Sunday, December 01, 2013

Creative Constraints and Teaching

According to The Design Council, six 8-studded Lego
blocks can be put into over 900 million different combinations.
The core of the issue is this:  when you tell most people to 'be creative' on demand, they'll freeze. When you give them 3 crayons, 6 legos, or 17 syllables, they'll make something interesting.   They'll learn, they'll think deeply, they'll get creative.

This concept has been employed by playwrights, computer programers, architects, and CEOs.  It's worth looking at in detail. 

One feature of my work that I'm going to explore more is the concept of 'creative constraints'.  It's been a big but unspoken part of a lot of work that I do, including the six sounds project.  In the six sounds projects, participants get a short tutorial on audio editing, and then have to create a one minute story using six sounds (phone ring, engine, heart beat, match strike, splash, crickets).

It's been a popular activity for ISTE, NJAET, and classrooms around the world.  I've heard comedies, dramas, sci-fi..and quite a few camping stories.  This goal of this isn't just to teach audio editing--but the power or remix, the power of people to take the same group of items and synthesize them into new kinds of creative blends.

I've experienced this myself and used it in my teaching. However, I've only recently focused on the research behind this phenomenon--'creative constraints'

The concept of creative constraints is that creativity and innovation are fostered not by complete freedom but by limits.

In my research on creative constraints I've come across examples from poetry (Lehrer, 2011), computer engineering (Mayer), management, architecture (Sturt, 2013), and improvisational comedy (May, 2013).  It's also one of the fundamental principles of game design (see Salen and Zimmerman's seminal work The Rules of Play--the title tells the story).  Any time a concept is useful to playwrights, computer programmers, and CEOs, it should be taken note of.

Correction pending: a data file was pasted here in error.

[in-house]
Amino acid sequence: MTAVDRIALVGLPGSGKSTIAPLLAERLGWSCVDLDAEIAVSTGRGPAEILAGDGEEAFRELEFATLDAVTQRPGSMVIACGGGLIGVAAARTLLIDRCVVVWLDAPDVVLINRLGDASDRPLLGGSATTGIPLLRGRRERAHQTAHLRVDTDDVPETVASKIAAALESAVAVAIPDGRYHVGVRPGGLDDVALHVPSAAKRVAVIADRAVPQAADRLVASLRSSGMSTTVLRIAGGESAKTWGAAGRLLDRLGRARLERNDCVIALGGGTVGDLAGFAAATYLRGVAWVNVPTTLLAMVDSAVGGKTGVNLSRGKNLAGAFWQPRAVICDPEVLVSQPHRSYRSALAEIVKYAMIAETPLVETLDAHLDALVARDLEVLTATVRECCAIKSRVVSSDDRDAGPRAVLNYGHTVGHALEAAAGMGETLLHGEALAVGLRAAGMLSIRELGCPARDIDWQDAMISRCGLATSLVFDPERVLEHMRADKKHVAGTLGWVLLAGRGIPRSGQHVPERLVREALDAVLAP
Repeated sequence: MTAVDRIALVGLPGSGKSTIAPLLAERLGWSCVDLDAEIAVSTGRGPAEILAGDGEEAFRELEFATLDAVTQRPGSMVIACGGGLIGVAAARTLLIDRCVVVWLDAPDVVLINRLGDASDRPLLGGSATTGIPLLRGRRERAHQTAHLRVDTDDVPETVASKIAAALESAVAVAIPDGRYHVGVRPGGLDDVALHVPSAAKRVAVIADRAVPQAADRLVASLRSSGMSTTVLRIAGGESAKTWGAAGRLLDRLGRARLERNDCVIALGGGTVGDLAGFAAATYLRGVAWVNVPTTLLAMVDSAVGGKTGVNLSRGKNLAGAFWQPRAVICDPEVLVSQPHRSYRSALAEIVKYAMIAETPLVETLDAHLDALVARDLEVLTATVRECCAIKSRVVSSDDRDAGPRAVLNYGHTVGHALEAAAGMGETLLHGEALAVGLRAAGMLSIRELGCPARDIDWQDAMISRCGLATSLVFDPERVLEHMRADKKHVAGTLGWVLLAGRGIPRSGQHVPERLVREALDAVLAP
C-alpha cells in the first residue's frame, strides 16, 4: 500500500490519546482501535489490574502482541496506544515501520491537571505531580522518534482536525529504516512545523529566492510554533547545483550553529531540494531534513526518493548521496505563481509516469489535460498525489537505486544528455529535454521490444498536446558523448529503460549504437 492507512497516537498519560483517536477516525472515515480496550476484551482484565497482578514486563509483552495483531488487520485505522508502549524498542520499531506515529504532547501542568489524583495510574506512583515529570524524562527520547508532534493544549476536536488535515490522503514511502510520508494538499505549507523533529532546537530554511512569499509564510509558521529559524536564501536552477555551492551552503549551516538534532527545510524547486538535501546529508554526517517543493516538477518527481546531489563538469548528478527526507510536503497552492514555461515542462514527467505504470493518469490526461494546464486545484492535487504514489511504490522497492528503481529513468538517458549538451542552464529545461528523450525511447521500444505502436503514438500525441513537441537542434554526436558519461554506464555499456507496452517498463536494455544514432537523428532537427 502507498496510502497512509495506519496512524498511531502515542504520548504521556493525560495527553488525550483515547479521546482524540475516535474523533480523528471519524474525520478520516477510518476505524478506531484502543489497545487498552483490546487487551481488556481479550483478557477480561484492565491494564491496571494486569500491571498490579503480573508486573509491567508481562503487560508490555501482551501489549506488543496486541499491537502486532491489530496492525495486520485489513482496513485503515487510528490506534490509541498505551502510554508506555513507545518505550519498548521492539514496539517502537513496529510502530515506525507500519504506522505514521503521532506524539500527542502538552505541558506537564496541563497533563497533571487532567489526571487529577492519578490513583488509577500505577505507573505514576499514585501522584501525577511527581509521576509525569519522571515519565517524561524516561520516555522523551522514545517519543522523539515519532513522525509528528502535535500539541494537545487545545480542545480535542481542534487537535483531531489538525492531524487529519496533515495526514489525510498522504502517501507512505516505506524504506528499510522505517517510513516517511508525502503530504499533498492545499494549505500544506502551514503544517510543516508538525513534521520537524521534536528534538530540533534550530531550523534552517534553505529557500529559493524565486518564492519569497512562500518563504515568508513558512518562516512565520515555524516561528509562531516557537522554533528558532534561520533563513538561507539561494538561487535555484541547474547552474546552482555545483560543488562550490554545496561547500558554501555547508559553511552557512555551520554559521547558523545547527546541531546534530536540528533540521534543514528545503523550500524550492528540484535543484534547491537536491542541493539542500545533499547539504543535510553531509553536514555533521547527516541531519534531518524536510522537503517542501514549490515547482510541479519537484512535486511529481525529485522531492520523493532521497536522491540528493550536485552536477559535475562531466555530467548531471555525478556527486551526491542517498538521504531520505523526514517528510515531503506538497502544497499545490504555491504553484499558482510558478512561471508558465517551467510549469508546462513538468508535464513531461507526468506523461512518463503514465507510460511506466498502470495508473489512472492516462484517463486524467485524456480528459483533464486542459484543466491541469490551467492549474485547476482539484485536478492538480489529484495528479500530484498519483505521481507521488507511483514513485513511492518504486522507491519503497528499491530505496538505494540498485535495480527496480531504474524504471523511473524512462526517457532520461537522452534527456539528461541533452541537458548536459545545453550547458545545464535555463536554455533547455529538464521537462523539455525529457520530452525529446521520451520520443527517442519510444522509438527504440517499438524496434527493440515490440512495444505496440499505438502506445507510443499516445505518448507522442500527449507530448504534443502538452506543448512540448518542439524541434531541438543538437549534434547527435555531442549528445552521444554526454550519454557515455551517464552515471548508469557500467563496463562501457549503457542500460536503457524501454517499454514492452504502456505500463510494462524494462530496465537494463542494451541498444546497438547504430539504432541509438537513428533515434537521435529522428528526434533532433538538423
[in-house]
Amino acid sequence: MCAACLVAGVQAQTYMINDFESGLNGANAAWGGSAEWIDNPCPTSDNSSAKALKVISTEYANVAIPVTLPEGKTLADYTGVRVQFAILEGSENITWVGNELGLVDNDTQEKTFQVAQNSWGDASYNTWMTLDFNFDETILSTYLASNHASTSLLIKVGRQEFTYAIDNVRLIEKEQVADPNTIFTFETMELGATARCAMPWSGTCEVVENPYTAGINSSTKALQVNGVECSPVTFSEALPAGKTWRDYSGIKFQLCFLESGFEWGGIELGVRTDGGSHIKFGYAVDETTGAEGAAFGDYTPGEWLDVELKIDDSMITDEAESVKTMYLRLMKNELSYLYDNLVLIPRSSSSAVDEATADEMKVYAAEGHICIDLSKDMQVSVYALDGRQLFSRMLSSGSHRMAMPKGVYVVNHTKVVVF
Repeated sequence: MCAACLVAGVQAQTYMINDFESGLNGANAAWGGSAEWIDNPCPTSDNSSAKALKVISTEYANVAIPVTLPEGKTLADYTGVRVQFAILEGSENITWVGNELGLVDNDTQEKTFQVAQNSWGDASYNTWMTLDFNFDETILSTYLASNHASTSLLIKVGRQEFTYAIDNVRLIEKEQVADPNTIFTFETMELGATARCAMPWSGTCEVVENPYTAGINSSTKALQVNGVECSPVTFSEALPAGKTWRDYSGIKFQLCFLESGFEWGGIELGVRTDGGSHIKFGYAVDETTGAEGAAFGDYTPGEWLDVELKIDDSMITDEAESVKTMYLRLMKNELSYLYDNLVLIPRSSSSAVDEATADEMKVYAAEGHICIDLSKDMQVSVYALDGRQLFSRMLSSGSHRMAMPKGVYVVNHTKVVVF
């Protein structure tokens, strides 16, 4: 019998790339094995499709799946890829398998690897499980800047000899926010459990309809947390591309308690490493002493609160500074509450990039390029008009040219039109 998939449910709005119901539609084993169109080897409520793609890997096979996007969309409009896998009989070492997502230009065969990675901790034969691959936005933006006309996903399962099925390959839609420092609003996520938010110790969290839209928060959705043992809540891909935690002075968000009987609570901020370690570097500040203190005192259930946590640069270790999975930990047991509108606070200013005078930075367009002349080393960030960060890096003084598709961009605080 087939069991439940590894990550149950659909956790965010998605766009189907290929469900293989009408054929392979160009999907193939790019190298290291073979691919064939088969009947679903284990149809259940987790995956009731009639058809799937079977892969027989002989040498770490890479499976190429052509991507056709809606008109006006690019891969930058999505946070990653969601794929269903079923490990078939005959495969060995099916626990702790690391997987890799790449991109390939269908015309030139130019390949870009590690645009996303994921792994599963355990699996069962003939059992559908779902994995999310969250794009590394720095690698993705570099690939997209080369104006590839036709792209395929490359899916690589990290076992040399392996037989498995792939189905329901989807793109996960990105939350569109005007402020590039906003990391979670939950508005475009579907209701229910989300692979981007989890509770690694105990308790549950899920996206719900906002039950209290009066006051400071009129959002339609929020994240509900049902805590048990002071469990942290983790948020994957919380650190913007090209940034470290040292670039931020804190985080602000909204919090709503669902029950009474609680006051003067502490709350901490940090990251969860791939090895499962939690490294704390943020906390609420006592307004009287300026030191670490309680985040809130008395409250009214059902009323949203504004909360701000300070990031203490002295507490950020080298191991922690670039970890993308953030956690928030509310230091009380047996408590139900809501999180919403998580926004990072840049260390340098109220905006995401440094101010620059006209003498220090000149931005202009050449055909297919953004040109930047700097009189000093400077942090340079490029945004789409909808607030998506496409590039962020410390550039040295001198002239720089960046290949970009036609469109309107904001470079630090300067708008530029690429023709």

When people work within restrictions, they test boundaries, challenge assumptions, and innovate with a set of resources.

One recent example of this in my work was when I was with a group of English teachers in Massachusetts.  They were struggling with teaching The Odyssey.  Kids were frustrated with the language and lost with the plot.  The textbook's emphasis on the historic background was not helping matters.   So, we brainstormed on the 'big ideas' of The Odyssey.   What ideas, language, knowledge and skills do you want kids to have from this?   We came up with the concept of a hero's exciting and serendipitous journey and the use, beauty and power of epic similes (similes and metaphor are some of the original remixes, IMHO).  We came up with the recipe for the 3-Minute Epic.

The 3-Minute Epic employs filmmaking, remix, and creative constraints to engage students in these ‘big ideas’ of epic poetry.

In the Three-Minute Epic students must create an adventure story with a set of ‘items’—particular images, sounds, and epic similes from The Odyssey. This can be a model for working with other literature or history topics.  They can use a variety of technology--from PowerPoint, Photostory, iMovie, or Final Cut Pro.